Again, your friend asks what restaurant you want to go to. You still don’t know, but you’re getting more and more hungry.

Every time your friend suggests something, you give a reason why you don’t want to eat that type of food. You’ve given no thought to what you do want, only what you don’t want.

You’re friend can’t help you find a good meal because you don’t know what you want. You get frustrated and want to give up the search – but you’re still hungry and you need to eat.

Get the point?

No matter how desperate you are to leave your old job or get a better paycheck, you must think about what you want your next career move to be. Look for jobs that match your salary requirements, will use your skills, and is in an environment you will like.

There are jobs out there. If you don’t think about the type of job you want to move into, you could starve.

Next Move:

Also from DeniseMpls:

3 Steps to Help Someone Find the Right Career


Question:

When I ask my teenager about his plans for the future, he thinks I’m talking about next weekend. Seriously, how can I get my teen to think past high school graduation? He should look at his career options now, before he enters the job market. Right?

Are there one or two simple things I could do to help get him started?

Answer:

You are right. It is never too soon to help your child explore careers.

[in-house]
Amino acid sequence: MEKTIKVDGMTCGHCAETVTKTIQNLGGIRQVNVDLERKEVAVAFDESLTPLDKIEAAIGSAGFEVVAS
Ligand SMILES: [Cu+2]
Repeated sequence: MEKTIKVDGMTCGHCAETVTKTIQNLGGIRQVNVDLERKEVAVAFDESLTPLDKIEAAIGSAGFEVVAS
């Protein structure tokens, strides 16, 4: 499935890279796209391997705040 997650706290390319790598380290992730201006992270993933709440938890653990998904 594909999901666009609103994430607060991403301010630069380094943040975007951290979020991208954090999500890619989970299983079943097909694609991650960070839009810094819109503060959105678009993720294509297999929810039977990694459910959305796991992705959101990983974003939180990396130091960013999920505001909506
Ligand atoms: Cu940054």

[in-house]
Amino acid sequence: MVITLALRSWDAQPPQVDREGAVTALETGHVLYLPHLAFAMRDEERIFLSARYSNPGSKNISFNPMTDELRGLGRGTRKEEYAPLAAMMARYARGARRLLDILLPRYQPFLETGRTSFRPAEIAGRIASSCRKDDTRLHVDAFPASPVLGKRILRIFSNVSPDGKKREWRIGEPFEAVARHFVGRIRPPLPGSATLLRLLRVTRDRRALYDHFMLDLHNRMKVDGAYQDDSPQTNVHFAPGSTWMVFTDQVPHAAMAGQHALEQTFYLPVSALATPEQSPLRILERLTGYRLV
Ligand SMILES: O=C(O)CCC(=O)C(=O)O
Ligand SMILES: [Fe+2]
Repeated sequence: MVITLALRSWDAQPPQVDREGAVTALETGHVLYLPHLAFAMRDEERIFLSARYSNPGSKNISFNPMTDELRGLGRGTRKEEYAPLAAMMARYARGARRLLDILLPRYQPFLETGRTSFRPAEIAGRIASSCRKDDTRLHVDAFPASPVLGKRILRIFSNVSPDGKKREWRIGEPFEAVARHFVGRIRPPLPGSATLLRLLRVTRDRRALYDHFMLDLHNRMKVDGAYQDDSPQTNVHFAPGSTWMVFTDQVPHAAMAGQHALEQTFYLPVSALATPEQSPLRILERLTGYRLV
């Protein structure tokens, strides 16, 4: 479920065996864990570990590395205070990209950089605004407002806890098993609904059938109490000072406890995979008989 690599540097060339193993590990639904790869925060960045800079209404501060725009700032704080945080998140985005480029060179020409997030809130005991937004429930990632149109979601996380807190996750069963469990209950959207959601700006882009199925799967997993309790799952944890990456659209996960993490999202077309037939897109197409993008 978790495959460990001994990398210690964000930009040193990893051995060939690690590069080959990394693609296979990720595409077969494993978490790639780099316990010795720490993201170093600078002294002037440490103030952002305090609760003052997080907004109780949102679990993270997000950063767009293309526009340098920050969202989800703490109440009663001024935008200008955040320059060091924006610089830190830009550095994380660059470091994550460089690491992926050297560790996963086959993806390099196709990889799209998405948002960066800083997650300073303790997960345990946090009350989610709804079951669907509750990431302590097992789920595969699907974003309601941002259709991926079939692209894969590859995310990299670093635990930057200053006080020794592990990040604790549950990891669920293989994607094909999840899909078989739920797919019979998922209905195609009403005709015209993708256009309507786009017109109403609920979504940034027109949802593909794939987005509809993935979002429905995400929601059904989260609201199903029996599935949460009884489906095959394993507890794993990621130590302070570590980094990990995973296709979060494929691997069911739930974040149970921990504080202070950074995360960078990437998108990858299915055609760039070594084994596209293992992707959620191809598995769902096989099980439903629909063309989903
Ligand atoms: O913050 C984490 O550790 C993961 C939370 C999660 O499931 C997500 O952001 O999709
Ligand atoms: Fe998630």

For example, did you know that the math and science classes your child takes in middle and high school help to give your child more career options?

Plus, adult job seekers and career changers should think about these same steps when making their next career move.

The first three steps to help anyone find the right career are:

  1. Know your interests
  2. Research careers
  3. Create a plan

There are many assessments or quizzes that help match potential career interests to interests. Many reputable interest assessments come from the Holland Code, or RIASEC.

Here’s one quick interest assessment that matches hobbies to career clusters.

Research careers. Before you apply for jobs, or commit to a college or job training program, you want to know what the career is about.  Use trusted sources including state labor market information to find out:

  • The salary range for your region
  • Skills needed
  • Work conditions and abilities
  • Current and future demand in your region
  • Training or credentials needed

Only use trusted resources for career research. The labor market information should come from reputable industry sources or from the state or U.S. Department of Labor.

CareerOneStop has all the information you need to know about potential careers, plus it links to your state information.

Create a plan. Once you or your teen knows the career he wants, then you can create a plan of how to do it. The career plan should include:

  • College or job training options. What type of training or degree is needed to start work? Do most employers expect a Bachelors or an Associate degree? Is it a career that begins with an apprenticeship?
  • Money management. Most new professionals start work at a low salary. This is true for some career changers, too. Create a financial plan that matches living expenses to expected salary.
  • Advancement. The next job you get is probably not the same job you will have in 10 years. You might not even work for the same company. Decide now where you want your career in five, 10 and 20 years.
  • Plan B. No one’s career — or life — goes exactly as planned. Think about what you might do if you get laid off, or if your family or personal life changes dramatically.